What Is a “Simple” Utah Divorce?
Often potential clients call and think they just need a quick appointment to understand the basic process of divorce. Phrases like “it’s a simple divorce”, “I don’t want this to go to court, we’ll just keep it civil” and “this should be an easy case” are spoken all too often during initial appointments. Often, parties believe that they are in agreement, only to meet with an attorney and find that they disagree on an important issue they never even considered.
So, what does a simple case really entail? What does an uncontested divorce in Utah really look like?
For starters, even the simplest Utah divorce can be tricky. Ensuring that the correct paperwork has been filed truly makes a difference, and that’s why at Burton Law we highly recommend hiring an attorney, from simple to complex, just to make sure your bases are covered.
Divorce cases can generally be separated into three classes:
- Partially Contested
- High Conflict Contested
This category is particularly rare. It generally means you and your spouse are on civil enough terms to discuss settlement. Often couples in this category have come to an agreement on their own and the client simply needs the attorney to draw up the paperwork and offer insight.
The parties have come to a partial agreement or are able to work through any conflict on the case with settlement discussions or the mediation process. The majority of cases will fall within this category.
High Conflict Contested
Few cases fit in this category. There are often factors that we see more often in this category, such as: children, a shared business, or numerous financial assets. Couples in this category generally have difficulty interacting with one another and generally have trouble reaching a settlement outside a courtroom. Most cases in this category go clear to trial, where a judge makes the final ruling for the case settlement.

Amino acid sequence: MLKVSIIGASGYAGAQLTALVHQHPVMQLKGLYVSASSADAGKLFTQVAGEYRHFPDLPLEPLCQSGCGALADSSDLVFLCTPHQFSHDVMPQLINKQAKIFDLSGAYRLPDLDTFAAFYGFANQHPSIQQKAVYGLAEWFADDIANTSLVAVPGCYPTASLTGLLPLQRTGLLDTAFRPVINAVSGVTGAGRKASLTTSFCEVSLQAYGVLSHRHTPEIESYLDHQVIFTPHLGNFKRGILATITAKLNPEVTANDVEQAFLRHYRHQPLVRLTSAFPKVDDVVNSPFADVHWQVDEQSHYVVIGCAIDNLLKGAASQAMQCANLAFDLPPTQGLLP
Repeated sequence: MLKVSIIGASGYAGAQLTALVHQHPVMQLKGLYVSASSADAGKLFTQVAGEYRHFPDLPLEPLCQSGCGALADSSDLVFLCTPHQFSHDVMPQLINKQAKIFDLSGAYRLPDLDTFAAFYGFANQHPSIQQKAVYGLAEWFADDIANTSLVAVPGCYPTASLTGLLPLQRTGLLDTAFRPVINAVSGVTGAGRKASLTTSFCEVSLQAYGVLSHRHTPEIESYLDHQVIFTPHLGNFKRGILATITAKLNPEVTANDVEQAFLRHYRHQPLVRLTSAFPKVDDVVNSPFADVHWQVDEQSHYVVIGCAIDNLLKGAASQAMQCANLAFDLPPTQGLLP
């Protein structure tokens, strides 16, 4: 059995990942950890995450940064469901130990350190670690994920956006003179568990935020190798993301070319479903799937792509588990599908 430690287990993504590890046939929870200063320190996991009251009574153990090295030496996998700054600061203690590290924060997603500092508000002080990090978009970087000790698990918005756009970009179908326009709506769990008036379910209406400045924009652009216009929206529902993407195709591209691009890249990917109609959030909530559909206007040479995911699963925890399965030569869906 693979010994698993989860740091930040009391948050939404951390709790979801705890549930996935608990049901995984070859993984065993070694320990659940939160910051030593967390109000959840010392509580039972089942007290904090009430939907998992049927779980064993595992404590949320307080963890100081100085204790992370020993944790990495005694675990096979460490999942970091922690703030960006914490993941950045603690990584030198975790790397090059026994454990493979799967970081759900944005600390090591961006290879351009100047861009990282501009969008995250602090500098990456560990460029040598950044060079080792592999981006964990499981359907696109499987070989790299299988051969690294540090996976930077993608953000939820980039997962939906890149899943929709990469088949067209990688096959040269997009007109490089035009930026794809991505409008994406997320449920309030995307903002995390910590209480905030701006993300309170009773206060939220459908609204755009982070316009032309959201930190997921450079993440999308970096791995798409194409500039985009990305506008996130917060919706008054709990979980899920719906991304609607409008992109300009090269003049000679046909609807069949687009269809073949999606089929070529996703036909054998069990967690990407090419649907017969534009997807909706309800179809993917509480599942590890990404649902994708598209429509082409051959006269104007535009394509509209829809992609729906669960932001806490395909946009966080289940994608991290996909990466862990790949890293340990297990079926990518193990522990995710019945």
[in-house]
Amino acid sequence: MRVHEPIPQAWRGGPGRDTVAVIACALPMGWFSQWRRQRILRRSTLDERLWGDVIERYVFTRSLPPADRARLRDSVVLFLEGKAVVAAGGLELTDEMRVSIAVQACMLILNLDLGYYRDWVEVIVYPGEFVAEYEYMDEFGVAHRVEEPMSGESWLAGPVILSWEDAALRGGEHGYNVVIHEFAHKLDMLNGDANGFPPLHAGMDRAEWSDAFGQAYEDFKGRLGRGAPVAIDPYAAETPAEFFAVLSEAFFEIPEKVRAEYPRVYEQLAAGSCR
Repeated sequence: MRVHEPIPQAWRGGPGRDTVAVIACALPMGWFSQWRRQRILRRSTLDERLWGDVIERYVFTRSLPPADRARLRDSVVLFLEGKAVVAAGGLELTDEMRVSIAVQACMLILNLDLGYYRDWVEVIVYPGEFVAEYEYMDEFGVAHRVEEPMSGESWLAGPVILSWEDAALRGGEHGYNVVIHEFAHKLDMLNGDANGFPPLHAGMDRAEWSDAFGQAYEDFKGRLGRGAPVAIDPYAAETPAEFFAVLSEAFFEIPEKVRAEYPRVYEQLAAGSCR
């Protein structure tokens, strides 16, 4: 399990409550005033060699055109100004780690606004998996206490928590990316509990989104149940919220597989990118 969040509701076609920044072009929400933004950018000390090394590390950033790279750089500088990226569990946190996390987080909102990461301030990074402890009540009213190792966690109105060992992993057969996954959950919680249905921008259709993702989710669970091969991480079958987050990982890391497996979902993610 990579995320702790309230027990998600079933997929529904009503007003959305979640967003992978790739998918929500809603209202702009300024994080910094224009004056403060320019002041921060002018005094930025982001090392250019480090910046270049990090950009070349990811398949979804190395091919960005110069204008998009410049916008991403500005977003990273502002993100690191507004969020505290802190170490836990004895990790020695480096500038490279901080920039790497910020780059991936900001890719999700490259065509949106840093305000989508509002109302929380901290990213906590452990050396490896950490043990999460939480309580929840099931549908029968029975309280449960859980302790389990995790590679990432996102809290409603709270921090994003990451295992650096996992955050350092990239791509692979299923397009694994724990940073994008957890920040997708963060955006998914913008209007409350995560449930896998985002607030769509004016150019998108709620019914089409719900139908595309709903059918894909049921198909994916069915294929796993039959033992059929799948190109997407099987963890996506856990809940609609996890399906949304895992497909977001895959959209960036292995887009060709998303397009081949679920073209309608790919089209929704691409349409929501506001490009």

One class isn’t necessarily better than the others, however, a contested case can certainly add to the expense and time your case requires.
Cases can also transition from one class to another. Sometimes, at the beginning of a case, the relationship between parties is relatively civil; but as pressure builds and parties begin to have tension between them related to alimony, custody, or other matters, the communication line can break down. This often leads to matters becoming more contested than they initially were. This can cause the parties to move into a different class than where they started.
It’s important to carefully consider the terms of your case, as well as your relationship with the opposing party and determine what class your case will fall in prior to meeting with an attorney. Doing so will give the attorney a clearer picture of the case and allow them to better advise you on the situation.
At Burton Law, our goal is to guide your through the Utah divorce process, whether your case is simple or complex. From uncontested to highly contested, and everything in between, we’re here to protect your best interests in and out of the courtroom.
Michael B. Lundberg is a native of Logan, Utah. While in law school, Mike served as the Executive Articles Editor of the Journal of Law and Family Studies and was published in that Journal, as well as the Utah Law Review. During his third year, he also found time to serve as President of the James E. Faust Chapter of the J. Reuben Clark Law Society.
Mike has worked in a wide variety of areas in the legal field. During law school he worked as an extern with the First District Court in Logan, and later as an extern with the Utah Court of Appeals in the chambers of Judge Carolyn McHugh. After graduation, he was awarded a Dean’s Fellowship to work with Christensen & Jensen, PC in Salt Lake City. He then spent 18 months working as a law clerk for the City Attorney in Park City. He joined Burton Law Firm after operating as a sole practitioner for two years. During this time, he also served on the board of the Utah Young Lawyers Division of the Utah State Bar.